By Charles Cooper
Hello everyone, hope you’re having a good week.
One of the good things I remember about the time I lived with Papa and Nannie Badley on their farm was how people in those days went out of their way to help each other. This is about one of them, Elmer Higginboth-am, a life-long family friend.
Elmer was an avid fox hunter and over the years he and Uncle Charlie hunted together every time Uncle Charlie visited from Chi-cago. The rest of the time he hunted with Howard Kelly, Runt Henderson and Dr. Stacy. Like Uncle Charlie, he kept full-blooded fox hounds such as Walkers and Trumbos and was very protective of them.
During World War II, Mother worked at defense jobs in Grenada and Papa and I worked the farm primarily looking after our herd of cows and hogs. On my 13th birthday, Papa fell from his saddle mare, Bessie, and broke his hip. Nannie was crippled with arthritis and was unable to work outside the home, so it was left up to me to run the place.
Elmer was in the Valley that next Saturday, heard about my accident and came by to check on me. He never did own a good automobile and when he went out to leave it wouldn’t start. He was forced to walk several miles across the bottom to get home.
When he got there, his disabled mother had fallen several hours earlier and was unable to get up. She contacted pneumonia and died several days later.
As Papa got better, Elmer volunteered to come over several days a week to get him out of bed and help him start walking. Elmer was in his late 40s at that time and strong enough to lift Papa to his feet and start him walking again. He did this for some time and would never accept money ,even though he walked most of the time from his house to ours.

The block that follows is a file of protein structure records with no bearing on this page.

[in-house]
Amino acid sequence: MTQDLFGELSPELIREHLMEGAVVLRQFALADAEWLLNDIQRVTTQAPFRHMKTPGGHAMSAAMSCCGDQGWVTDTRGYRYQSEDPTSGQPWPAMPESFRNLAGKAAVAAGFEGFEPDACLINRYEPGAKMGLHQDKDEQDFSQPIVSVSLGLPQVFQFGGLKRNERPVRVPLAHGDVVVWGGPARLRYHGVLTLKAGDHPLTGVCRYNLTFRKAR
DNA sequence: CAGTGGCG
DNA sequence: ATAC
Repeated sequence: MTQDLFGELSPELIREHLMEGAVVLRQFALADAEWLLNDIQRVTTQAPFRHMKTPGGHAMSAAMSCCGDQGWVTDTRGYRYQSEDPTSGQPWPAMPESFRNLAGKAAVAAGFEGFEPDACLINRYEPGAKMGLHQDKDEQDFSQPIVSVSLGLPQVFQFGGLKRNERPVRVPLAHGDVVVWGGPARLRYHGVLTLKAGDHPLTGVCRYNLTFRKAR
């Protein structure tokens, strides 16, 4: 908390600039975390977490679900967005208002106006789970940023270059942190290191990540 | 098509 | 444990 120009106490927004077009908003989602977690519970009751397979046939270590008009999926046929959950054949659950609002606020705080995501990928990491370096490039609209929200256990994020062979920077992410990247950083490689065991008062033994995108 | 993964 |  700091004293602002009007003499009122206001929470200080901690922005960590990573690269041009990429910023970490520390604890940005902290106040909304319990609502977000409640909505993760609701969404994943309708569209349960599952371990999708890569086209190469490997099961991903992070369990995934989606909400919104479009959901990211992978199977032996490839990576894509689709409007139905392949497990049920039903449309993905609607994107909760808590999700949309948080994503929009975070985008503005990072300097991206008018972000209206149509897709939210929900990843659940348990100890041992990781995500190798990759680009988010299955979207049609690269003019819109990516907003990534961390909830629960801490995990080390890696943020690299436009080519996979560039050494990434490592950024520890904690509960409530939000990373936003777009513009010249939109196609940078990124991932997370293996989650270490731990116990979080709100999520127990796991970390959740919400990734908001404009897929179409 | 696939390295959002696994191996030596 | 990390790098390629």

Once Elmer came down and killed hogs for us. Another time, when one of our cows died in the corral, he hitched our mules and dragged the body away, still refusing any pay.
He also wrote a column for several years similar to this one in the Oxford Eagle. He and I remained good friends as long as he lived and I’ll never forget the kindness he showed us without being asked.
On another subject, on May 26, 1933, Mississippi’s famous Blues and County singer, Jimmie Rodgers, died in his New York hotel after a long bout with Tuberculosis. He was only 36. In a career that lasted only six years, he recorded 85 sides and was RCA Victor’s biggest star.
Recently I heard some digitally enhanced songs and it’s easy to see why he was such a big star. He was awesome. He body was brought to his home town of Meridian to be buried. In 1953 they started an annual Jimmy Rodgers day in his memory.
If my plans work out I plan to be in the Valley Memorial Day and hopefully I’ll get to see many of you. My email address is firstname.lastname@example.org or write me at P.O. Box 613189 Memphis, TN 38101 and have a great week.